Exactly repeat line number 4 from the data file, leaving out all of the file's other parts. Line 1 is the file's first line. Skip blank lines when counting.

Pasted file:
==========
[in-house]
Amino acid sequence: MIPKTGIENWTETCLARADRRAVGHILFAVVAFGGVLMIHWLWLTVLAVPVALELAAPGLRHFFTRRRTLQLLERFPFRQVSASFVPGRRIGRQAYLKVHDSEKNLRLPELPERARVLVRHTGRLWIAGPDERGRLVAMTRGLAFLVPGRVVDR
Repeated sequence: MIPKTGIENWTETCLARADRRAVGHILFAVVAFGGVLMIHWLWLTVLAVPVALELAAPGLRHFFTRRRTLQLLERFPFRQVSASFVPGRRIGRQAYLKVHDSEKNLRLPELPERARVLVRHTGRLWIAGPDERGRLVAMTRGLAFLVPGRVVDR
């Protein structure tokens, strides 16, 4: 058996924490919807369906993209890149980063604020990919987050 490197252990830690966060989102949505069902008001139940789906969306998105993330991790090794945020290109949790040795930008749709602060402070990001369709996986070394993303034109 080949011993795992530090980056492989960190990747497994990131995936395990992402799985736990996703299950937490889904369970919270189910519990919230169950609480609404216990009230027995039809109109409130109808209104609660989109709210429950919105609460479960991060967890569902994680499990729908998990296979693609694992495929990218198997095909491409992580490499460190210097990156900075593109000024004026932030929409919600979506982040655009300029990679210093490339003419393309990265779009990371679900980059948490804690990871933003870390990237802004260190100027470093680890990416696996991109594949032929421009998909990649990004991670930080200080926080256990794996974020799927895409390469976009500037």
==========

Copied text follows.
């Protein structure tokens, strides 16, 4: 058996924490919807369906993209890149980063604020990919987050 490197252990830690966060989102949505069902008001139940789906969306998105993330991790090794945020290109949790040795930008749709602060402070990001369709996986070394993303034109 080949011993795992530090980056492989960190990747497994990131995936395990992402799985736990996703299950937490889904369970919270189910519990919230169950609480609404216990009230027995039809109109409130109808209104609660989109709210429950919105609460479960991060967890569902994680499990729908998990296979693609694992495929990218198997095909491409992580490499460190210097990156900075593109000024004026932030929409919600979506982040655009300029990679210093490339003419393309990265779009990371679900980059948490804690990871933003870390990237802004260190100027470093680890990416696996991109594949032929421009998909990649990004991670930080200080926080256990794996974020799927895409390469976009500037």